The education of women and girls has been a topic of great debate, concern and indeed discussion for quite some time now. Various state-affiliated and non-affiliated bodies have been weighing in on how to turn the tide on this serious oversight in the Indian education system. On the 18th of March, 2017, a sub-committee which was formed by the Central Advisory Board of Education whose sole purpose was to sit and talk about the issues regarding the lack of sanitary toilet facilities, ensured safety and other fundamental needs and necessities all under the umbrella of boosting the education of girls in India, spoke at length about all the concerns and possible plans for dealing with them. The Chairman of this sub-committee was none other than the Deputy Chief Minister of Telengana State, Kadiyam Srihari. Srihari made it clear that he was seeking the cooperation from all of the stakeholders in this matter, so that they may discuss and address these major issues and possibly land on some acceptable recourse for each of them.
What is Being Done
Srihari spoke out saying that the cooperation of each of the stakeholders in this matter was paramount in ensuring that the shortcomings that plague the system are fixed appropriately and the mistakes are dealt with. He made sure to specify that even the teachers, are a vital form of stakeholder in this entire endeavour. A release put out by the committee had some interesting data points and insights on offer. These included the fact that a sheer lack of safety for the girls who were enrolled in hostels as well as residential schools had led to a significant cut in the number of enrolments from female students to these institutions. This is indeed a worrying fact as it means that many girls who were in residential schools and hostels are no longer getting the quality of education they deserve, or in some cases are getting no education at all, as the state is unable to ensure their security and safety.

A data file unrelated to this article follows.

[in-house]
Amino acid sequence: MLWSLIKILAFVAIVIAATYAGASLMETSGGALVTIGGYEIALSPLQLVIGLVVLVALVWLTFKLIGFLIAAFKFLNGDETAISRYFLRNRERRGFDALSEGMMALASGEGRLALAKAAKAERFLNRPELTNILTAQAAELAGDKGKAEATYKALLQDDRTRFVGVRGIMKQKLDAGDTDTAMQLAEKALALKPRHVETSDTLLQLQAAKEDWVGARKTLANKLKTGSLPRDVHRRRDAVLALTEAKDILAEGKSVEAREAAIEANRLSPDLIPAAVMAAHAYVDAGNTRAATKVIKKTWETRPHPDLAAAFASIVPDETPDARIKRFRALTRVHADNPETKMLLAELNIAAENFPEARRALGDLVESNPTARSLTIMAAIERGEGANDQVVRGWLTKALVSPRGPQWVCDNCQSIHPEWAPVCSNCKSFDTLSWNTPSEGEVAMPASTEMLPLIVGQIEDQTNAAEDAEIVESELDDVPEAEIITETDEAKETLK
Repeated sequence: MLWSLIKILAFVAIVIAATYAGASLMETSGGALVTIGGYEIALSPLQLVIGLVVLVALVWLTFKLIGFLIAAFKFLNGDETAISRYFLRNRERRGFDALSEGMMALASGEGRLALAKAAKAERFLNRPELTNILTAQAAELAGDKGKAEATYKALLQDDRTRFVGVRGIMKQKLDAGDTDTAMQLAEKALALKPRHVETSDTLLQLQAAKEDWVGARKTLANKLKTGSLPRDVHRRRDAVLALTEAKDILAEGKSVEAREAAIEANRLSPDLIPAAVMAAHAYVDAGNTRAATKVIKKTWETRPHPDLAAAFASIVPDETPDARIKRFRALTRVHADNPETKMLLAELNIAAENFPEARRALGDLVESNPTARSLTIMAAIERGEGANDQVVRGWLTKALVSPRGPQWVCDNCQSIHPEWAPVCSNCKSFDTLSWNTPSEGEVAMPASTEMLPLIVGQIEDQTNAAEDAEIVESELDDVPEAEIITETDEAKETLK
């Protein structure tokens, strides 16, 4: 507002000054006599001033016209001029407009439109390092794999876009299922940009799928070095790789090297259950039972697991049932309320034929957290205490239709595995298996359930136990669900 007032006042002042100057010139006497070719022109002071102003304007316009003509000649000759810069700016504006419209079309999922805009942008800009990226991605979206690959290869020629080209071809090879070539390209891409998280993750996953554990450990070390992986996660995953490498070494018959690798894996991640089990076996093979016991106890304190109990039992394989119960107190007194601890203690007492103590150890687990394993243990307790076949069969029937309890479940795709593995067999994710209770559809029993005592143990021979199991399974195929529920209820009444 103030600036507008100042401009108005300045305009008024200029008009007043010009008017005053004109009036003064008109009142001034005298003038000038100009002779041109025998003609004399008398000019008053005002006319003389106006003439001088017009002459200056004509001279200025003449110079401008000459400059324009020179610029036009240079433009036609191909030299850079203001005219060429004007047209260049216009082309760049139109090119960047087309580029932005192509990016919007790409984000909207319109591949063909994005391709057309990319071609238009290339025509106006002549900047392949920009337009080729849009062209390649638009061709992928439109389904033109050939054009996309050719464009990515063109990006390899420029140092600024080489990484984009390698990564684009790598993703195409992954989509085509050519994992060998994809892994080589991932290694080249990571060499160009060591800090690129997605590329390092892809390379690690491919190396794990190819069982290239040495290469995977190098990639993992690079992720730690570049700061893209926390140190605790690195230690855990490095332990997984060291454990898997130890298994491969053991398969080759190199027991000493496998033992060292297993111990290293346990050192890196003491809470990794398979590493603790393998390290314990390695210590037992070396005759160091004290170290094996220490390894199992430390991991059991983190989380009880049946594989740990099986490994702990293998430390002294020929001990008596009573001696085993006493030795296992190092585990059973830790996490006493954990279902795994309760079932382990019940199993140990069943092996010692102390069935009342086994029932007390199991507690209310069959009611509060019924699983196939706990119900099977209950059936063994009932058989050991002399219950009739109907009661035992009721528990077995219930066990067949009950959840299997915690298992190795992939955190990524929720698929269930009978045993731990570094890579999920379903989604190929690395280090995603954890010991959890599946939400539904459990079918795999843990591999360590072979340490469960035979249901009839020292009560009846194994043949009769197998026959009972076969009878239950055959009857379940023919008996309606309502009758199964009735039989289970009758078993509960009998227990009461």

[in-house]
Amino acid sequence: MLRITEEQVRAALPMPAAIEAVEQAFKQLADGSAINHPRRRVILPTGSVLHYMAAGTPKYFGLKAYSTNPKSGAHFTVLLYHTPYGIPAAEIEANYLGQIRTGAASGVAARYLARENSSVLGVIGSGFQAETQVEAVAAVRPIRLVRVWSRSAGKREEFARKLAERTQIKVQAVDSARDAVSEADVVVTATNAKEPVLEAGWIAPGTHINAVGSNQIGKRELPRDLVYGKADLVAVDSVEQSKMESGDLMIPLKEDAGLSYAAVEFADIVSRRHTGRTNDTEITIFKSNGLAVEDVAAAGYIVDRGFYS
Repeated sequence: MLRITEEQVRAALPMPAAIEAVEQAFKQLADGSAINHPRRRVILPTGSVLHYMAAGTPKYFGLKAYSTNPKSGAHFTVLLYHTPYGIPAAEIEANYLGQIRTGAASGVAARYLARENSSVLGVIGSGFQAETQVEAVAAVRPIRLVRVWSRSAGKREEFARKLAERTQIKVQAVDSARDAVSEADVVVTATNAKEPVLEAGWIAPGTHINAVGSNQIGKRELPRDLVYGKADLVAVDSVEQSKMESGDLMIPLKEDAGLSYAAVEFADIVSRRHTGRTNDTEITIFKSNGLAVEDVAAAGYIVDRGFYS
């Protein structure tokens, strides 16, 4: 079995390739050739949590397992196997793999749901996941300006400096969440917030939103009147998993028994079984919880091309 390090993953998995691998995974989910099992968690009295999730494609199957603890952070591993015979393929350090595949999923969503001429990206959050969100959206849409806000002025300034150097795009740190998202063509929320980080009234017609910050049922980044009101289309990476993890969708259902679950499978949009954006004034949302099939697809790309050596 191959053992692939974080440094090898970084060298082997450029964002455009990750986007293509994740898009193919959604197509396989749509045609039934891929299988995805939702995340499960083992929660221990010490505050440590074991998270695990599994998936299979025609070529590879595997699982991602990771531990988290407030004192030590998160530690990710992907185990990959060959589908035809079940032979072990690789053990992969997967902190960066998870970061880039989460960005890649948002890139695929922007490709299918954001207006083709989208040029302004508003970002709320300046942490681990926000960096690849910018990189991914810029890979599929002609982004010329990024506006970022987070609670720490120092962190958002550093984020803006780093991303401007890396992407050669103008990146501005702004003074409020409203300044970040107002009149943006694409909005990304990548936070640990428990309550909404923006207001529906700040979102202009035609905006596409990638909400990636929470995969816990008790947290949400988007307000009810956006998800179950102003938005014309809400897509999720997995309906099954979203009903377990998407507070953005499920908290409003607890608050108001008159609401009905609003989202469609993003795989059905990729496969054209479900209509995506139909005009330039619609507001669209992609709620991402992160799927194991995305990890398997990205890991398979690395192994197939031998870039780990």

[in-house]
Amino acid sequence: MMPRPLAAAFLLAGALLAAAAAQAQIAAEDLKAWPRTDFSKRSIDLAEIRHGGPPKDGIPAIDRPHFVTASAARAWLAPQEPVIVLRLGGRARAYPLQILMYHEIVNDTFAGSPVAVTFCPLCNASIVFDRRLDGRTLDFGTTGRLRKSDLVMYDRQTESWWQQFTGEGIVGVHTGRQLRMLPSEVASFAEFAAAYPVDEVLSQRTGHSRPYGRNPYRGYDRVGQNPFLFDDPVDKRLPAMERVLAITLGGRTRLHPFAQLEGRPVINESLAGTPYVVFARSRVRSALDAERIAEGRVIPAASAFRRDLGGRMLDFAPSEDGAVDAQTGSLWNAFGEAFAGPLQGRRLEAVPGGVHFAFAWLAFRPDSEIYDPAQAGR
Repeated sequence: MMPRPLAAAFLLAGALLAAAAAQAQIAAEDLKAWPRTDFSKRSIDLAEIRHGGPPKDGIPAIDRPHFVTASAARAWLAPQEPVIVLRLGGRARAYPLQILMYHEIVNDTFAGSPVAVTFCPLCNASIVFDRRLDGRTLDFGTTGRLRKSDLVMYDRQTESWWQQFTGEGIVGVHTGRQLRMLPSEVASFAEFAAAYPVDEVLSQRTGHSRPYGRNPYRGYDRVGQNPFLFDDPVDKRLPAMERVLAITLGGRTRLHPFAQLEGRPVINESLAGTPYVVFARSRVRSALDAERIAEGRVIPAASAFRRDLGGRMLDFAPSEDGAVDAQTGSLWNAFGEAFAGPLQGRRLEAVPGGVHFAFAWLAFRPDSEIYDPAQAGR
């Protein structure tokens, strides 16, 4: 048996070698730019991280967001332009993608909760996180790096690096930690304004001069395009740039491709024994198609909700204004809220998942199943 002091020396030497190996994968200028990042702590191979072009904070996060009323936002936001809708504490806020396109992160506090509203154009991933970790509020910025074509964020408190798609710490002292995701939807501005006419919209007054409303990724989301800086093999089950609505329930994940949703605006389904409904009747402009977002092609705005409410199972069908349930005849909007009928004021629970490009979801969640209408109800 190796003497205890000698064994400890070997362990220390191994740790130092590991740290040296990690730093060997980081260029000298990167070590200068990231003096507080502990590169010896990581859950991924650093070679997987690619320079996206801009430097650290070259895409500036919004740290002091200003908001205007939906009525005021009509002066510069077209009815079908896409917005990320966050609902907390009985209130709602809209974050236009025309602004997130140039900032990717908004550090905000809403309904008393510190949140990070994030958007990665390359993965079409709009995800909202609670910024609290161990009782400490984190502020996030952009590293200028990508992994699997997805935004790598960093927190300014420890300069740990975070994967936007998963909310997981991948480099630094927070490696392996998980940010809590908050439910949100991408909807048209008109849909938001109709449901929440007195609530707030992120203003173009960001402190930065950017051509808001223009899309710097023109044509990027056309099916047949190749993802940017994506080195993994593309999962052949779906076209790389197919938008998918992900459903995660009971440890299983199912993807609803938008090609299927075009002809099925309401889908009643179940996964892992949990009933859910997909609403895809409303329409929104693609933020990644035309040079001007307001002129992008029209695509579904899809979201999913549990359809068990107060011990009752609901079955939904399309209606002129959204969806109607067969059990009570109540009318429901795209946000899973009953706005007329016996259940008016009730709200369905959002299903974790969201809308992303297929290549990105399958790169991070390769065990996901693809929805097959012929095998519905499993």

Srihari was also very quick to hit the trigger and launch out about all the various initiatives which had been taken up by the government of the relatively new state of Telengana all of which had been centred around promoting the education of women and girls. This was to give a certain perspective to the discussions as to what may be done to promote the education of this sector across the country as Telengana has been seen as a model for development since its formation. The same committee is slated to meet later in the end of the month on the 31st of March, 2017 to continue discussions. This might be a more effective meeting as several resolutions to the issues discussed in this preliminary meeting may be put forth and debated upon.
The main ministry behind the setting up of this sub-committee was the HRD Ministry (or Human Resource Development). They wanted to put a focus on looking into the various issues that have plagued the education of women and girls in India in the recent past, as well as take a more historic overview of the matter. A primary catalyst for this action was the fact that there has been a steady drop in the percentage of girls who participate in education, research, and other academic endeavours.